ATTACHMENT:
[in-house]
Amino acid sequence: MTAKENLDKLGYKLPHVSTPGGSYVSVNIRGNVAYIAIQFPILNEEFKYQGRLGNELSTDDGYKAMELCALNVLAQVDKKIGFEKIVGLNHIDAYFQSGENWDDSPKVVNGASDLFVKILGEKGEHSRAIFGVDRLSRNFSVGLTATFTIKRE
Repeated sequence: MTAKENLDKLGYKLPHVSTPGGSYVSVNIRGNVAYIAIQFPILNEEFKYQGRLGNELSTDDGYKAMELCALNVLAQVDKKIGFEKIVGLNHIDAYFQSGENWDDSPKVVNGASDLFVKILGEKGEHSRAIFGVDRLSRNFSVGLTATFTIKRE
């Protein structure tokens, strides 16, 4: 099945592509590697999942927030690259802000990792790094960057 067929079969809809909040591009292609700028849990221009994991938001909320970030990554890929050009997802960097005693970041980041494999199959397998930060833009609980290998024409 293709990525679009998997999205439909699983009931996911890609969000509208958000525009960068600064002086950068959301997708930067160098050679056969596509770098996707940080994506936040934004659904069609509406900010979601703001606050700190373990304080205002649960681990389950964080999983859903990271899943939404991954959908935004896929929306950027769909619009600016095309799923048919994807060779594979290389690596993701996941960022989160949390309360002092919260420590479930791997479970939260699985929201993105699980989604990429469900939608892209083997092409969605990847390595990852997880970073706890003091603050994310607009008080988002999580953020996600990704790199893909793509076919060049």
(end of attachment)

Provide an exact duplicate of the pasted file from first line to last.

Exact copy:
[in-house]
Amino acid sequence: MTAKENLDKLGYKLPHVSTPGGSYVSVNIRGNVAYIAIQFPILNEEFKYQGRLGNELSTDDGYKAMELCALNVLAQVDKKIGFEKIVGLNHIDAYFQSGENWDDSPKVVNGASDLFVKILGEKGEHSRAIFGVDRLSRNFSVGLTATFTIKRE
Repeated sequence: MTAKENLDKLGYKLPHVSTPGGSYVSVNIRGNVAYIAIQFPILNEEFKYQGRLGNELSTDDGYKAMELCALNVLAQVDKKIGFEKIVGLNHIDAYFQSGENWDDSPKVVNGASDLFVKILGEKGEHSRAIFGVDRLSRNFSVGLTATFTIKRE
């Protein structure tokens, strides 16, 4: 099945592509590697999942927030690259802000990792790094960057 067929079969809809909040591009292609700028849990221009994991938001909320970030990554890929050009997802960097005693970041980041494999199959397998930060833009609980290998024409 293709990525679009998997999205439909699983009931996911890609969000509208958000525009960068600064002086950068959301997708930067160098050679056969596509770098996707940080994506936040934004659904069609509406900010979601703001606050700190373990304080205002649960681990389950964080999983859903990271899943939404991954959908935004896929929306950027769909619009600016095309799923048919994807060779594979290389690596993701996941960022989160949390309360002092919260420590479930791997479970939260699985929201993105699980989604990429469900939608892209083997092409969605990847390595990852997880970073706890003091603050994310607009008080988002999580953020996600990704790199893909793509076919060049």